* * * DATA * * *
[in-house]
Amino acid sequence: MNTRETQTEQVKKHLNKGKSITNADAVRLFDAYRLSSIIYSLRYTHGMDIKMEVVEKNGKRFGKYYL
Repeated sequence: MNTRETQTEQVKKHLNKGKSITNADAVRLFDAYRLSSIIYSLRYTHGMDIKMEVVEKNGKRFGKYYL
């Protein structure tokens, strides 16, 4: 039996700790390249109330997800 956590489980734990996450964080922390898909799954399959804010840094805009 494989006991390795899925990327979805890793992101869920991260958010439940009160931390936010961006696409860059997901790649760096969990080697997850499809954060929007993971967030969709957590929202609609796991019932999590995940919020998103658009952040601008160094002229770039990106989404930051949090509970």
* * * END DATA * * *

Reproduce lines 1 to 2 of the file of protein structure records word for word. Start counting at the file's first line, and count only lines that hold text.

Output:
[in-house]
Amino acid sequence: MNTRETQTEQVKKHLNKGKSITNADAVRLFDAYRLSSIIYSLRYTHGMDIKMEVVEKNGKRFGKYYL